Dealing with the mentally ill

Traffic Control

Tonight I was dispatched to a call involving a man who was yelling and kicking cars in a parking lot. I arrived a short time after the first cop got there. When I arrived, I saw a man on his knees  in the parking lot as the officer spoke to him with a  calm voice.

His shoes were off and he was yelling about God and Heaven. While he was on his knees he’d lean forward on his hands and make quick movements that made him unpredictable. It looked like he was going to tackle you at any moment. He also said, “Kill me.”

The other officer got his name and tried to get a phone number for someone who knew him so we could try and help him. He only gave us his name and birth date.

The time finally came for me to pat him down for weapons. Yes, he was mentally ill, but we needed to make sure there were no weapons, especially after the call for service and the behavior we saw.

I knew he needed to hear clear instructions because of his mental state. I told him to put his hands behind his back because I was going to pat him down for weapons.

He turned his head with a serious look and said, “What if I don’t want to?” His voice was something out of a horror movie.

He might’ve been crazy, but he wasn’t stupid. He knew enough to process what I said and what his answer was going to be.

I moved from behind him and said, “Look at me.”

The man, who was in his 50s, looked up at me. He stopped momentarily from picking imaginary bugs off of his body. I knew he wasn’t processing information normally, so I spoke slowly and firmly to him.

I told him I was there to help, but I needed him to cooperate. I also said, “I don’t want to hurt you and I don’t want to get hurt. I don’t want to fight.” I let that sink in for a moment before I said, “Can you put your hands behind your back for me and help me out?”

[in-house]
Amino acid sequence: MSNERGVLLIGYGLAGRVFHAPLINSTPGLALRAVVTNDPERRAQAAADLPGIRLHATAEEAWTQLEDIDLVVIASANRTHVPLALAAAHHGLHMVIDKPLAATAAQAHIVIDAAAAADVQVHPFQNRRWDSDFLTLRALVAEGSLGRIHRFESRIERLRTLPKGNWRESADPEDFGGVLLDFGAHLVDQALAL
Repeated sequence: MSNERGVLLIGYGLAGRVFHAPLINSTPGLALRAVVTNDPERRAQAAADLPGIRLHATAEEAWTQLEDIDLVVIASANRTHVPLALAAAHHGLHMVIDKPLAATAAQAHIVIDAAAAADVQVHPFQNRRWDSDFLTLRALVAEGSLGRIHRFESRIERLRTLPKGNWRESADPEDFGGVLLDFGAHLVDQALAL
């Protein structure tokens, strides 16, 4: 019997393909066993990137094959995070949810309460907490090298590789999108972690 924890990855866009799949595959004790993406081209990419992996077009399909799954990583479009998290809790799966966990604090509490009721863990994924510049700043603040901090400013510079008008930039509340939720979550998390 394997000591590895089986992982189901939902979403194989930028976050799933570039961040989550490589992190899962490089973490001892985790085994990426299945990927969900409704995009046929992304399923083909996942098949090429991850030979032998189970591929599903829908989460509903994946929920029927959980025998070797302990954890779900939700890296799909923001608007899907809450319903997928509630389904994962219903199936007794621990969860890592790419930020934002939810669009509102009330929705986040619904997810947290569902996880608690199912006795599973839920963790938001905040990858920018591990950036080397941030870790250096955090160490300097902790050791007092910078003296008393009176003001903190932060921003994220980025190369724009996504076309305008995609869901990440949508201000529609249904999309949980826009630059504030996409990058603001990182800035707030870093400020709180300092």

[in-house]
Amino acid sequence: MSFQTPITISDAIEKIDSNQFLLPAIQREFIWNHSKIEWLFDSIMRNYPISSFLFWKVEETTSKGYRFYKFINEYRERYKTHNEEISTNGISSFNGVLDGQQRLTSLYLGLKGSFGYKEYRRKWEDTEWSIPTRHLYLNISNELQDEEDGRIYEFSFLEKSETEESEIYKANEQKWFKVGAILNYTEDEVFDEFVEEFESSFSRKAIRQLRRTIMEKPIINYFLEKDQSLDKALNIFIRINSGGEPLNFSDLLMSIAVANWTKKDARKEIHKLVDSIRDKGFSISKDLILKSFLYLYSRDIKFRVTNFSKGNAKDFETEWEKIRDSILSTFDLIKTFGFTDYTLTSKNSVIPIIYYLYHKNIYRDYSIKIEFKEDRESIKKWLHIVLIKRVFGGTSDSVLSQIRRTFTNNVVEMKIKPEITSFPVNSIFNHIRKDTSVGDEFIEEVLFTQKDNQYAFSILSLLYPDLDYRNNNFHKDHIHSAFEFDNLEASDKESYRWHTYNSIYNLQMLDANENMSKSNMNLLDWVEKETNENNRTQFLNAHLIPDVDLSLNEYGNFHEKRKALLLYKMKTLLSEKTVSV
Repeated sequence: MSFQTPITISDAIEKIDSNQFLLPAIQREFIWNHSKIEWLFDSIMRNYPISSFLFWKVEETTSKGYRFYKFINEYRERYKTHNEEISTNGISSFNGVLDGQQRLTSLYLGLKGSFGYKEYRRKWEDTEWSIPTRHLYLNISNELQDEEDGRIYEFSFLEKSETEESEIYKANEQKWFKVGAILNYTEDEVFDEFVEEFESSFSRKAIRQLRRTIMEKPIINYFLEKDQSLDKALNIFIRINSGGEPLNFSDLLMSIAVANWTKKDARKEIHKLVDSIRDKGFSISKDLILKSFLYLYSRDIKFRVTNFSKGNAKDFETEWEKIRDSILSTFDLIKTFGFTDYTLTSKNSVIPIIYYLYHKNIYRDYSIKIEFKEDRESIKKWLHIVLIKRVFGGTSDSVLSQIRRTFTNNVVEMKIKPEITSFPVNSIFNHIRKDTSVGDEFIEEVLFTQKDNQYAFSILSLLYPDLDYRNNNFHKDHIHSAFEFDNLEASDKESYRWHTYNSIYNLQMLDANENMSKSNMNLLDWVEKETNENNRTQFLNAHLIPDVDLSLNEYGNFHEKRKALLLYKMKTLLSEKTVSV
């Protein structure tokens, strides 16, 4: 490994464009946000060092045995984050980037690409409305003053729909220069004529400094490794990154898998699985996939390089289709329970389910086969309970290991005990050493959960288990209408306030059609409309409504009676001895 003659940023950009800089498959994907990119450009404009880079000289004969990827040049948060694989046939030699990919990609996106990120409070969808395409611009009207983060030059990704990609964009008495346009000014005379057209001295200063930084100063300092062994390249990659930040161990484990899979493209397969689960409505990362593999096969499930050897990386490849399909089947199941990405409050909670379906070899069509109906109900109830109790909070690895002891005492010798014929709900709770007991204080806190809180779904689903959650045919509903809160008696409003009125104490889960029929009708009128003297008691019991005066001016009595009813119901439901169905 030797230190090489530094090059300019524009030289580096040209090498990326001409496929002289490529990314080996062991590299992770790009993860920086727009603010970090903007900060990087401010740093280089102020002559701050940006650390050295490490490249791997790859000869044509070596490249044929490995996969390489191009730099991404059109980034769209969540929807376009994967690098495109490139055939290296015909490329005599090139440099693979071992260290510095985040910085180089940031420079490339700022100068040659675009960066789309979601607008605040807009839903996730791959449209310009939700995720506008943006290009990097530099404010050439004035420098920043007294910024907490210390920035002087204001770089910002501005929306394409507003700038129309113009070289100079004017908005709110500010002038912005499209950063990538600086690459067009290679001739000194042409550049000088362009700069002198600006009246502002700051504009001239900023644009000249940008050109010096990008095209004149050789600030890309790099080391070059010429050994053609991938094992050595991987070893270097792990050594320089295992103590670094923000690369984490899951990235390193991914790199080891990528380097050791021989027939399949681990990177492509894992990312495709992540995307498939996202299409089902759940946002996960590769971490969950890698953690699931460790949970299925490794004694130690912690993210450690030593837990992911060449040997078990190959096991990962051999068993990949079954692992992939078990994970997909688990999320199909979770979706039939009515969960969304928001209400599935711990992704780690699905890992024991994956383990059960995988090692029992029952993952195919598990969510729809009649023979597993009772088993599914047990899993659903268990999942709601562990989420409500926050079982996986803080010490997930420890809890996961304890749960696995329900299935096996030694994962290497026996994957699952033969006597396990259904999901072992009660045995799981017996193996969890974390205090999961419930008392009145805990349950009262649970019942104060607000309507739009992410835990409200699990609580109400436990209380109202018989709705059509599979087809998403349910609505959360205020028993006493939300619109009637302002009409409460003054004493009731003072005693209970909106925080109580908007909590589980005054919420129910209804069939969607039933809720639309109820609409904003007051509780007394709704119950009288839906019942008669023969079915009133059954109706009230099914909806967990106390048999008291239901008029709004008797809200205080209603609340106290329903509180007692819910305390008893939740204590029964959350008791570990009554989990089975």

He  listened and nodded his hand. I grabbed his hands from behind and stood him up. I told him not to move and started the pat down. He turned to his left and I firmly said, “Stop moving.”

I held onto his hands like he was going to turn and fight at any moment. After I was done with his left side, I switched hands and checked his right side. Once that was done I let go and he went back down to his knees and continued what he was doing before.

I was lucky he listened. He was eventually transported to the hospital for a mental evaluation.

I didn’t do anything special. I just did the same thing thousands of cops did Monday. I dealt with a mentally ill man who could go off at any moment. A fight with him would’ve been a code 3 response for help and injury to us.

No one wants to deal with a mentally ill person who can attack you at any moment, but that’s part of the job. We do it because someone called 911. We go toward the craziness when other people head the other way.

Anyone who wears the badge knows what I’m talking about. Be safe out there.

The 12 year old and the knife

The other night a call went out over the radio about a 12 year old who was locked in a bathroom with a knife to his throat. I heard this and gathered my paperwork. As one of my department’s negotiators I also responded to the call.